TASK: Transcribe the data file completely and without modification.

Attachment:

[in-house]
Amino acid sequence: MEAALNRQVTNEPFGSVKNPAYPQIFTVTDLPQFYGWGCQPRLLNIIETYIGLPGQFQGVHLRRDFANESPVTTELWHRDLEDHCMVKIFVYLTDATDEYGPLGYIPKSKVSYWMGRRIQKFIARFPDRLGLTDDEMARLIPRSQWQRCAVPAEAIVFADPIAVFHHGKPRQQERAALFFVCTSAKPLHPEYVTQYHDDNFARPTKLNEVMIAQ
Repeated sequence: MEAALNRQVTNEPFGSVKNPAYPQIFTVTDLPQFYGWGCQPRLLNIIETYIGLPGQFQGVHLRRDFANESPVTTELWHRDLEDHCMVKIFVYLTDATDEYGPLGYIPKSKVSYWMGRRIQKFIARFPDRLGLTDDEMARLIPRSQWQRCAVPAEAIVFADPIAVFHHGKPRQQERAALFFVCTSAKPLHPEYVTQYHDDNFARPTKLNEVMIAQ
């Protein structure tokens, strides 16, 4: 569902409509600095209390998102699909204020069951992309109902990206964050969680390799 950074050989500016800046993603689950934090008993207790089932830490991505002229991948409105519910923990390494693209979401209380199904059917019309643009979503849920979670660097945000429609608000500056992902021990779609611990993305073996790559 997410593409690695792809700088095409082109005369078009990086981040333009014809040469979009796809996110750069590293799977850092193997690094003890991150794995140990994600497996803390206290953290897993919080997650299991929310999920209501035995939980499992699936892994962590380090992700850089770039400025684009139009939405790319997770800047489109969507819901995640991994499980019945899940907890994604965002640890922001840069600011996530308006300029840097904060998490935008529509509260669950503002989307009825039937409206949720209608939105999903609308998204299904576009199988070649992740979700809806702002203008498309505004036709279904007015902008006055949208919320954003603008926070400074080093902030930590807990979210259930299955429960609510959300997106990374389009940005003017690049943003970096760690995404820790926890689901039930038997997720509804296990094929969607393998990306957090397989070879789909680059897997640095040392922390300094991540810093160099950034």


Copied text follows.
[in-house]
Amino acid sequence: MEAALNRQVTNEPFGSVKNPAYPQIFTVTDLPQFYGWGCQPRLLNIIETYIGLPGQFQGVHLRRDFANESPVTTELWHRDLEDHCMVKIFVYLTDATDEYGPLGYIPKSKVSYWMGRRIQKFIARFPDRLGLTDDEMARLIPRSQWQRCAVPAEAIVFADPIAVFHHGKPRQQERAALFFVCTSAKPLHPEYVTQYHDDNFARPTKLNEVMIAQ
Repeated sequence: MEAALNRQVTNEPFGSVKNPAYPQIFTVTDLPQFYGWGCQPRLLNIIETYIGLPGQFQGVHLRRDFANESPVTTELWHRDLEDHCMVKIFVYLTDATDEYGPLGYIPKSKVSYWMGRRIQKFIARFPDRLGLTDDEMARLIPRSQWQRCAVPAEAIVFADPIAVFHHGKPRQQERAALFFVCTSAKPLHPEYVTQYHDDNFARPTKLNEVMIAQ
């Protein structure tokens, strides 16, 4: 569902409509600095209390998102699909204020069951992309109902990206964050969680390799 950074050989500016800046993603689950934090008993207790089932830490991505002229991948409105519910923990390494693209979401209380199904059917019309643009979503849920979670660097945000429609608000500056992902021990779609611990993305073996790559 997410593409690695792809700088095409082109005369078009990086981040333009014809040469979009796809996110750069590293799977850092193997690094003890991150794995140990994600497996803390206290953290897993919080997650299991929310999920209501035995939980499992699936892994962590380090992700850089770039400025684009139009939405790319997770800047489109969507819901995640991994499980019945899940907890994604965002640890922001840069600011996530308006300029840097904060998490935008529509509260669950503002989307009825039937409206949720209608939105999903609308998204299904576009199988070649992740979700809806702002203008498309505004036709279904007015902008006055949208919320954003603008926070400074080093902030930590807990979210259930299955429960609510959300997106990374389009940005003017690049943003970096760690995404820790926890689901039930038997997720509804296990094929969607393998990306957090397989070879789909680059897997640095040392922390300094991540810093160099950034």